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May
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Doubtful Things: Conclusion

In part one,1 we looked at two key principles (Rom. 14:1-12) for dealing with inconsequential things,2 recognizing that believers may hold differing opinions on these non-essentials.

A third principle exhorts mature Christians to recognize their responsibility for weaker believers (Rom. 14:13-17). The strong should clear the immature’s path, not stumble them (v. 13), they should love them not grieve them (v. 15).

Here Paul speaks of food but we can also apply these principles to other gray areas. He numbered himself with the strong (15:1) and authoritatively said by the Lord Jesus that all foods were clean and good to eat (v. 14). However, he also recognized that others could not eat particular foods without violating their consciences (v. 14), and could be grieved by those who do (v. 15). Therefore, he exhorts those like himself to relinquish partaking of these things, both out of love for the weaker believer (v. 15, 15:1) and also to keep their testimony (v. 16). As citizens of God’s kingdom our primary concern is spiritual fruit (righteousness, peace and joy), not earthly food, days, and activities (v. 17).

We are to be builders not demolition experts (vv. 15, 18-20). God is doing a work in every believer (v. 20) and we can either promote that work or hinder it. Though a certain food, drink, or activity is harmless to us, we should abstain if we know it will offend another believer, possibly impeding their spiritual growth (v. 20). Though the activity itself is pure, the partaking of it is evil if it knowingly offends (v. 20). Sacrificing our rights for the sake of others is an act of service to Christ and follows His example which is well-pleasing to God (v. 18).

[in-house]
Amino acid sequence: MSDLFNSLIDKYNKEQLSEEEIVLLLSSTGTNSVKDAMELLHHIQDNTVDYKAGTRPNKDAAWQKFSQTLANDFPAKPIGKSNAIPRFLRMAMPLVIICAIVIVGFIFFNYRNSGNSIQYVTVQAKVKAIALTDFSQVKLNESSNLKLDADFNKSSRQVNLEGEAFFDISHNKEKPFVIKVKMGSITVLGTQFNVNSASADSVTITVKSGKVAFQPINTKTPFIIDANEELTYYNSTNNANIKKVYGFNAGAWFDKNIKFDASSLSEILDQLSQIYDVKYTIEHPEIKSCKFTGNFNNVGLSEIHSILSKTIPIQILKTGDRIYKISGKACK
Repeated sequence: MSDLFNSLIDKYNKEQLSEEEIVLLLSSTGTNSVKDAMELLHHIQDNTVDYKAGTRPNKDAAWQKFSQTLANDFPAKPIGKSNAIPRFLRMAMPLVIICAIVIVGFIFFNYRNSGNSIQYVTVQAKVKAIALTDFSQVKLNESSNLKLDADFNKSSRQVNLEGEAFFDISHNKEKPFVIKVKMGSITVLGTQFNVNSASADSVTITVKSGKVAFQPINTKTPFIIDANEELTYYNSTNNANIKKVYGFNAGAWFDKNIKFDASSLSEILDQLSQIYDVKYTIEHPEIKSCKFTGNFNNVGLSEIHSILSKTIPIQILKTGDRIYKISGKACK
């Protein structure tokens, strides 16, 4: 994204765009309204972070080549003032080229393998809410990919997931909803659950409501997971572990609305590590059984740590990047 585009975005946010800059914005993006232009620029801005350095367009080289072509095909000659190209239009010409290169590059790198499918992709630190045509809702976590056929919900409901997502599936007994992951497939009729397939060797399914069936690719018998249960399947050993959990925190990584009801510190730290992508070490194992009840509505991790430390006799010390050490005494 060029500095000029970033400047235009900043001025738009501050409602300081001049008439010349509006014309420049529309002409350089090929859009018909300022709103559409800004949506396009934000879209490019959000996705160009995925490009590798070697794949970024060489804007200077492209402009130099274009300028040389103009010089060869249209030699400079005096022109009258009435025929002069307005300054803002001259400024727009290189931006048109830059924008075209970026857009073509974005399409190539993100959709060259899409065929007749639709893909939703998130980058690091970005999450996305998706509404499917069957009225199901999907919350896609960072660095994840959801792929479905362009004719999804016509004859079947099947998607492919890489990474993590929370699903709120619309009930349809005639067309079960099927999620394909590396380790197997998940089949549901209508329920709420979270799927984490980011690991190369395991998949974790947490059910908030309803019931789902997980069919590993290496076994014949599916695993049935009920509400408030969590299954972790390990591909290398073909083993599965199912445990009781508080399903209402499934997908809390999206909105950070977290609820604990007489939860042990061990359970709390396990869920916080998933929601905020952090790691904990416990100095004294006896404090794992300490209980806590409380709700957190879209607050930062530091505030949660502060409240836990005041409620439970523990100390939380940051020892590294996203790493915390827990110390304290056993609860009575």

Fourth, all believers have a responsibility to pursue things that promote peace and edifies others (v. 19). The word “pursue” (NKJV) means to “press hard after, to pursue with earnestness and diligence in order to obtain.”3 We are to have an action producing desire to preserve unity and promote the spiritual growth of other believers. This means that those whose conscience prevents them from partaking in something should not try to control others by insisting everyone else follow suit. By the same token the mature believer is not to flaunt their liberty before others but instead be willing at times to restrict their participation for the sake of unity.

Paul sums it all up in the final three verses. The mature believer who has the faith to partake of certain foods, drinks, or activities is free to do so in good conscience before God (v. 22). However, if it will cause another believer to stumble it is a noble or commendable thing to prioritize that believer over the exercise of that freedom (v. 21). One does not lose their liberty by choosing not to exercise it at a particular time or place. Still, there is nothing wrong for a believer to enjoy their spiritual freedom privately before God, out of the view of the one who may be offended (v. 22).

On the other hand, the weak believer, hesitant and unsure of a particular activity, should stick to their convictions (v. 23). Perhaps envying another’s liberty, they might be tempted to go against their conscience. However, to participate is sin because it is not from faith, resulting in both the condemnation of their conscience, and of God.

While God’s Word does not specifically address every gray area today, it does contain the necessary guidance for the Spirit-led believer to wisely apply its truth to any given situation. For God has given us all the resources we need to live a godly life (2 Pet. 1:3). •

Endnotes
1 See Cornerstone Magazine March/April 2019
2 Disputable things that are not sinful but of which believers hold varying opinions
3 Complete Word Study Dictionary (Chattanooga, TN: AMG Publishers, 2013)

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